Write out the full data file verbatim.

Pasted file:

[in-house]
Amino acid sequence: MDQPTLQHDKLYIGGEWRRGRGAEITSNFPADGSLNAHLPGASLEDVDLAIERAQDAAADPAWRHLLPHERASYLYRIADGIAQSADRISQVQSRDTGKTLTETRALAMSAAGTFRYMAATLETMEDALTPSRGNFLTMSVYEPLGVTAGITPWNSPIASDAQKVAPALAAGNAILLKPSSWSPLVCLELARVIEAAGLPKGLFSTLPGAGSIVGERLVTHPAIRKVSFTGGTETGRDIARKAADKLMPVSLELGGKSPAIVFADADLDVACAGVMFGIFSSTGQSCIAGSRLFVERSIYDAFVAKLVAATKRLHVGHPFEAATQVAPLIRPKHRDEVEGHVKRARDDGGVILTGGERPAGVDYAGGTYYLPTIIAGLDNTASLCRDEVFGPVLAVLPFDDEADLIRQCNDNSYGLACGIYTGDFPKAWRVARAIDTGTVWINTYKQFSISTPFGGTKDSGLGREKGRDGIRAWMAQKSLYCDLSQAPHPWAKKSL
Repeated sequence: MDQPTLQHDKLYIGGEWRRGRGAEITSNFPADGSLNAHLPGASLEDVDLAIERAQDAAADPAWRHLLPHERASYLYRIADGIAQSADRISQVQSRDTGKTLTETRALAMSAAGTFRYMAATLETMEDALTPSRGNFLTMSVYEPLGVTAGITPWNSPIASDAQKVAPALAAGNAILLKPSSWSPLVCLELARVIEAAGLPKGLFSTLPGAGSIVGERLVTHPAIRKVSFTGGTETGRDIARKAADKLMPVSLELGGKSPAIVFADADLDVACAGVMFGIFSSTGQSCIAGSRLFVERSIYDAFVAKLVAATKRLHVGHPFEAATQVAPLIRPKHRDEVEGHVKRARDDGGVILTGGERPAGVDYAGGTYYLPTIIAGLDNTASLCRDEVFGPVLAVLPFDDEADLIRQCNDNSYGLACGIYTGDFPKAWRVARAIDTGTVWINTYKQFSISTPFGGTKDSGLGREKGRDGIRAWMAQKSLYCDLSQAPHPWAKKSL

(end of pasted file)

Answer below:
[in-house]
Amino acid sequence: MDQPTLQHDKLYIGGEWRRGRGAEITSNFPADGSLNAHLPGASLEDVDLAIERAQDAAADPAWRHLLPHERASYLYRIADGIAQSADRISQVQSRDTGKTLTETRALAMSAAGTFRYMAATLETMEDALTPSRGNFLTMSVYEPLGVTAGITPWNSPIASDAQKVAPALAAGNAILLKPSSWSPLVCLELARVIEAAGLPKGLFSTLPGAGSIVGERLVTHPAIRKVSFTGGTETGRDIARKAADKLMPVSLELGGKSPAIVFADADLDVACAGVMFGIFSSTGQSCIAGSRLFVERSIYDAFVAKLVAATKRLHVGHPFEAATQVAPLIRPKHRDEVEGHVKRARDDGGVILTGGERPAGVDYAGGTYYLPTIIAGLDNTASLCRDEVFGPVLAVLPFDDEADLIRQCNDNSYGLACGIYTGDFPKAWRVARAIDTGTVWINTYKQFSISTPFGGTKDSGLGREKGRDGIRAWMAQKSLYCDLSQAPHPWAKKSL
Repeated sequence: MDQPTLQHDKLYIGGEWRRGRGAEITSNFPADGSLNAHLPGASLEDVDLAIERAQDAAADPAWRHLLPHERASYLYRIADGIAQSADRISQVQSRDTGKTLTETRALAMSAAGTFRYMAATLETMEDALTPSRGNFLTMSVYEPLGVTAGITPWNSPIASDAQKVAPALAAGNAILLKPSSWSPLVCLELARVIEAAGLPKGLFSTLPGAGSIVGERLVTHPAIRKVSFTGGTETGRDIARKAADKLMPVSLELGGKSPAIVFADADLDVACAGVMFGIFSSTGQSCIAGSRLFVERSIYDAFVAKLVAATKRLHVGHPFEAATQVAPLIRPKHRDEVEGHVKRARDDGGVILTGGERPAGVDYAGGTYYLPTIIAGLDNTASLCRDEVFGPVLAVLPFDDEADLIRQCNDNSYGLACGIYTGDFPKAWRVARAIDTGTVWINTYKQFSISTPFGGTKDSGLGREKGRDGIRAWMAQKSLYCDLSQAPHPWAKKSL